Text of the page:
Walkinshaw, D. and Preston, K., "Controlling Cabin and Envelope Air Flows and Pressure Differentials to Prevent Envelope Condensation, Enable Cabin Humidification, Improve Fire Safety, and Decrease Fuel Use," SAE Int. J. Aerosp. 4(2):1243-1253, 2011, https://doi.org/10.4271/2011-01-2689.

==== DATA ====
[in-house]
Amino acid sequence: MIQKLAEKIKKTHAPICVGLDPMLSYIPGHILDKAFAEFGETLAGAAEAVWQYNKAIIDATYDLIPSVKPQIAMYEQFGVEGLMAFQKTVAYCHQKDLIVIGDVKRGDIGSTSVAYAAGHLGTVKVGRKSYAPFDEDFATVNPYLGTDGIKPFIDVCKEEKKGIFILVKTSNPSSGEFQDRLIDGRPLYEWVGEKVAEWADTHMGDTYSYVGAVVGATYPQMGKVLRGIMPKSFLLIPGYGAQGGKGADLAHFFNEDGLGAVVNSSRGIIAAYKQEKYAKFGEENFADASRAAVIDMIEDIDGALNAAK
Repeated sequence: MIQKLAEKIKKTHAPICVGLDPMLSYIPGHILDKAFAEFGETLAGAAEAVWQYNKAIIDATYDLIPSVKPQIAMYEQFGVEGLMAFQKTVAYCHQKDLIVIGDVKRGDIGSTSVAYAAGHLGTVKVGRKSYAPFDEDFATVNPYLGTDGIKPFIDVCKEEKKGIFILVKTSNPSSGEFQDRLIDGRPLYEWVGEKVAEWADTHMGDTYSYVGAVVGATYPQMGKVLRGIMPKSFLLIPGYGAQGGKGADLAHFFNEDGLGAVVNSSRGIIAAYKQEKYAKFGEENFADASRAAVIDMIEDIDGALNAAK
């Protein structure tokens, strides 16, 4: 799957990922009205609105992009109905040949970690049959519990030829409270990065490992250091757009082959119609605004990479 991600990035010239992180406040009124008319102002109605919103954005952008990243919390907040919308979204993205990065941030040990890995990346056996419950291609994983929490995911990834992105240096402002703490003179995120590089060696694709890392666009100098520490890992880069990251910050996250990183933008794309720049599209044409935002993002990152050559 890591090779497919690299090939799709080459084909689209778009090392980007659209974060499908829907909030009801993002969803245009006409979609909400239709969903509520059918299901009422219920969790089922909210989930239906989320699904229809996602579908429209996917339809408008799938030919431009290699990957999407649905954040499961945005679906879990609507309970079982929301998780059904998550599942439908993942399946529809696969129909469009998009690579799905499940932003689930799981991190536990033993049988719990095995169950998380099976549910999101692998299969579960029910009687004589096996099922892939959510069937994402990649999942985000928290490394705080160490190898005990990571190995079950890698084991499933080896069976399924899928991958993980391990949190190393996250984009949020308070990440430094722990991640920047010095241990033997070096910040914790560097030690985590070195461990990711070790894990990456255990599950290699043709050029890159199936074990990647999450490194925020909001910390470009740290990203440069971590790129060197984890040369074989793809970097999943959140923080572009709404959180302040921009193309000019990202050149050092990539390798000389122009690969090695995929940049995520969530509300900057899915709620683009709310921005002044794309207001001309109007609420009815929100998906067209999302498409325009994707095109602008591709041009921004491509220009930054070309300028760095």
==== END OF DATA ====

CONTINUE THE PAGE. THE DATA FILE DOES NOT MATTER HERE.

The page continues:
The uncontrolled flow of cabin air into the aircraft envelope caused by indoor-outdoor temperature gradients and associated stack pressure differentials causes cabin air to circulate between the cabin and the envelope, producing condensation on the cold fuselage behind the insulation with a number of adverse consequences. These include an inability to practically maintain cabin humidity at normal levels, a reduction in ventilation effectiveness, microbial growth, metal corrosion and structural failures, insulation performance degradation, thermal discomfort, increased engine noise transmission, additional fuel consumption and electrical failures and fires. This paper explains the origin of these stack pressures and the air flows they create between the cabin and the envelope, and indicates means to control the flows and associated cabin-envelope pressure differentials and thereby minimize condensation and its associated problems, improve thermal comfort and fire safety, and coincidentally decrease fuel use.